running for office. it is unheard of in great britain or canada for any party to ever think about changing the law to keep its competition off the bell. and the britain anyone can get on about -- to keep them off the ballot in this country. in canada but it only takes 100 signatures. it does not occur to people in most countries that is legitimate for two parties to get together and keep competition off the ballot. host: for those who tried to keep the parties off the ballots, what is the main reasoning? guest: it depends on whether they are talking honestly or not. if you want an example of an honest comment, i was at a georgia state legislative hearing once and a legislator on the elections committee said, i don't want no damn libertarian running against me. i appreciated that. when the law came before judges, the judges will not say something like that. they constantly tell us we are in danger of overcrowded ballots that will cause the utter confusion. the truth is, we suffer from under-crowded ballots. i have been tracking state legislative candidacies for 20 years. every election year
baggage on the death penalty issue. i grew up in canada where the last time someone was executed for murder was 1962. dpnlt really deters crime. well, all of those sentiments from the canadian public coalesced into the complete elimination of capital punishment in 1976. but there are other reasons to eliminate capital punishment in the united states. the death row in the united states, very costly. they don't believe the death penalty deters murder and they're rated as one of the most inefficient uses of taxpayer money to fight crime. a report that was put out by the richard deeters group says maintaining people on death row and supporting propositions that likely will never be carried out is becoming increasingly expensive and harder to justify. looking back at theresa lewis's case she was convict and sentenced in 2002 for her crime and the significant cause of legal appeals. many appeals take much longer. his report says the money spent to preserve the system estimated to be $10 million per year makes the society safer. that's more food for thought. that's it for me. time now f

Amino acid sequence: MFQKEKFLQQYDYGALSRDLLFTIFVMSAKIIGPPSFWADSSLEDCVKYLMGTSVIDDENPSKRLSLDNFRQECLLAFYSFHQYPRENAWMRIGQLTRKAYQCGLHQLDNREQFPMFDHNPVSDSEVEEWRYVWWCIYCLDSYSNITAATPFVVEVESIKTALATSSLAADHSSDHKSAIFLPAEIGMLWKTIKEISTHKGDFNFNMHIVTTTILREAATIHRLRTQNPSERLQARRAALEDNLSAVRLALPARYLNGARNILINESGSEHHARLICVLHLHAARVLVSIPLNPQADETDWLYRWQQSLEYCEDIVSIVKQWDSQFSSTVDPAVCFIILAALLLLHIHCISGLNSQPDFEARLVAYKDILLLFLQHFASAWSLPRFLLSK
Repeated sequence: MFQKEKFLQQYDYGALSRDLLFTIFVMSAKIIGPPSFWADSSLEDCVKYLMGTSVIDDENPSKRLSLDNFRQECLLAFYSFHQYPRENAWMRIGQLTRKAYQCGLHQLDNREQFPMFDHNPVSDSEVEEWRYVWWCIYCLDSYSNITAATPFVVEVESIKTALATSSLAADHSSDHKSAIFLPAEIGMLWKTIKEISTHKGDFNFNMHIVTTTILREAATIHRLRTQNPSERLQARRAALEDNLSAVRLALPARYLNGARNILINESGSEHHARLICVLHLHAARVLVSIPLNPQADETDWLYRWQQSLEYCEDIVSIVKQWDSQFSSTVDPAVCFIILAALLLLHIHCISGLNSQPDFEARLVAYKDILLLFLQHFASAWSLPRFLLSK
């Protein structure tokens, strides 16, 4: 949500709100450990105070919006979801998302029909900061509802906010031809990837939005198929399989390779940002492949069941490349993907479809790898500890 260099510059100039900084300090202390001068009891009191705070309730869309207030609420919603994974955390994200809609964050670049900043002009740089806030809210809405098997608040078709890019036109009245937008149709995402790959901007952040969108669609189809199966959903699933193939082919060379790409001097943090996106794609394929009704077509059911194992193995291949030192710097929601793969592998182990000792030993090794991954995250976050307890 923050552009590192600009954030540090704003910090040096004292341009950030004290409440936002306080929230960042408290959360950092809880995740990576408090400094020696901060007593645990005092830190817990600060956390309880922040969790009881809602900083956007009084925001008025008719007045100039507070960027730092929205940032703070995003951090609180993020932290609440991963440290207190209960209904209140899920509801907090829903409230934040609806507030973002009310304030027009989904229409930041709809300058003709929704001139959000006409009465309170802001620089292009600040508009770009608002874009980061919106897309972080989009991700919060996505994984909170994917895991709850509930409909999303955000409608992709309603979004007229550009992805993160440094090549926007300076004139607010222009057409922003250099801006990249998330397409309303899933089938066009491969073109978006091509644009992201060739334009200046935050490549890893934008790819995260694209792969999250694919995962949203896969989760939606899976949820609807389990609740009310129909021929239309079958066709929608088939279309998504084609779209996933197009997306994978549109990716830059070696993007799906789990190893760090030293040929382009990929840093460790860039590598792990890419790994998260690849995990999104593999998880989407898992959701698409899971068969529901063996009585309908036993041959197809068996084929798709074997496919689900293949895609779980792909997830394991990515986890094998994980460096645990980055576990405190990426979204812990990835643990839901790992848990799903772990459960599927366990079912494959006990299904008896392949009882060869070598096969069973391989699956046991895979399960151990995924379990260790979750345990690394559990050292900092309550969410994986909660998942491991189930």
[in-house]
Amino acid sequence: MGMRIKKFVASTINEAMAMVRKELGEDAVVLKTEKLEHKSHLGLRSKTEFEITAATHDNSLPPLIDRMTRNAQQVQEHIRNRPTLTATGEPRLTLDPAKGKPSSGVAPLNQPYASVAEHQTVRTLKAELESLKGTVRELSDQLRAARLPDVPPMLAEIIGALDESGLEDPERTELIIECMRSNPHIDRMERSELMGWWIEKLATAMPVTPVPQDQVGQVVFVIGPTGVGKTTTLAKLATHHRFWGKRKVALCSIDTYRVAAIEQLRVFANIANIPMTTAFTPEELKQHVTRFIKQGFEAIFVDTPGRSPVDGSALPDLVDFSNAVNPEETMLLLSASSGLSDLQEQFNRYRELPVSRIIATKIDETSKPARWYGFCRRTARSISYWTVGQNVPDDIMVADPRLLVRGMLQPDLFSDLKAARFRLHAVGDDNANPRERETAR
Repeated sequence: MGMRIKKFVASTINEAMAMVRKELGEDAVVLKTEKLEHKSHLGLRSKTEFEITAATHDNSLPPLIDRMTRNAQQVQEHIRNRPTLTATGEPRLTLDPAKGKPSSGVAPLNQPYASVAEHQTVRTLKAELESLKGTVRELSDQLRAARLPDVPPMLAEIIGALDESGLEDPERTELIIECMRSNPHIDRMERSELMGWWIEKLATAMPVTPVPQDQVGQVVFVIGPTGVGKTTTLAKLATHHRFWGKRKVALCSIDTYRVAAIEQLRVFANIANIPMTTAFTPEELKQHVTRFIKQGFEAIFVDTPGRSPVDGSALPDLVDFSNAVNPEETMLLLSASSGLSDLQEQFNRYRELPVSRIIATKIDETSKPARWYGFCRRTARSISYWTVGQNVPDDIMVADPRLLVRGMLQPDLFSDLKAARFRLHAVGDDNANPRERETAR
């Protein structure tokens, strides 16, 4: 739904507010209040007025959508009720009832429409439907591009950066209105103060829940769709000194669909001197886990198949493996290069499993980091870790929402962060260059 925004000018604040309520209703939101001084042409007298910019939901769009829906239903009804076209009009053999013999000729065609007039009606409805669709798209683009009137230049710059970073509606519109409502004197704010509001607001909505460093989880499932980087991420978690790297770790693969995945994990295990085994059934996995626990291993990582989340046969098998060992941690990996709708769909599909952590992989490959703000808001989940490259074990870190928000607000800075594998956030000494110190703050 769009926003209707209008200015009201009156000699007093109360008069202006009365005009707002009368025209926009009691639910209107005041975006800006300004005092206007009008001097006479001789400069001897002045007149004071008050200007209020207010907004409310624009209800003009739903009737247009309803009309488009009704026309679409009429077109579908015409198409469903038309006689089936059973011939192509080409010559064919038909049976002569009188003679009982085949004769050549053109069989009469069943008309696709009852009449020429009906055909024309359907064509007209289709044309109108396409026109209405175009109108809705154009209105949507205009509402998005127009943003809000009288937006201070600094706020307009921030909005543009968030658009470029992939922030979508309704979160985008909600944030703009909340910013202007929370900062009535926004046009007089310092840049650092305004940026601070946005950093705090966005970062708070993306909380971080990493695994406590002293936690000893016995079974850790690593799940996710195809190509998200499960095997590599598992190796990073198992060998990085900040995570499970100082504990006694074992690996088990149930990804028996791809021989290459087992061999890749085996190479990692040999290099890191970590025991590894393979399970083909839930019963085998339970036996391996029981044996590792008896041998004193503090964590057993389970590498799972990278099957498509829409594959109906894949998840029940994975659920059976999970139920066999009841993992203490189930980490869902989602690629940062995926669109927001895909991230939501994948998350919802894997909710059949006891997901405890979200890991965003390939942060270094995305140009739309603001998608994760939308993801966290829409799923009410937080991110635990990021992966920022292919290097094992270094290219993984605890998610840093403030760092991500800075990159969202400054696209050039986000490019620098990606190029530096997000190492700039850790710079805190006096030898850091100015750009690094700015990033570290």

canada and billionaire bill gates tell cnn they participated in the film because of their concerns. >> we have a school day that's too short, a school year that's too short and we have lots of teach here's should not be teaching. >> reporter: and to offer solutions for the future. >> today the internet gives you that opportunity to watch the best lectures in the world. they're out there for free. if you take advantage of those resources, you can be broader and deeper than any of the kids were in my generation. >> among 30 developed countries, we rank 25th in math and 21st in science, and almost every category we have fallen behind. >> when i watch these things, you have to have some skepticism. >> reporter: jay fernandez from the hollywood reporter says "super man" has more to do with aspiring change than assigning blame. >> the studio and filmmakers hope this doesn't just spark debate but sparks reform. >> reporter: fernandez says his greatest concern is that moviegoers guilt might actually keep them from buying a ticket. >> it's almost like i know this is out there, but do i really want
states, but not exclusive of other population. we imagined it would look a bit like canada and the united states, france and germany, where people would be able to cross the border. the israelis could be able to shop in palestinian areas, palestinians coming over to the israeli side -- and it has been repeated recently -- palestinians are not opposed to jews living in a palestinian state. we recognize the jewish people have religious and historic ties that will be the palestinian state. there is no objection to the jews living in the palestinian state. are they going to live in there as a palestinian citizen, as israeli citizens, under what framework? this vision of two states with multi-ethnic population is moving back and forth, this has taken a beating since i was in negotiations. over the course of all the violence that has taken recently, specifically in israel, over two exclusive populations. i think there needs to be a conclusion in a two state solution that allows both jews and palestinians to have access to both countries. the more interaction there will be, the more peace will b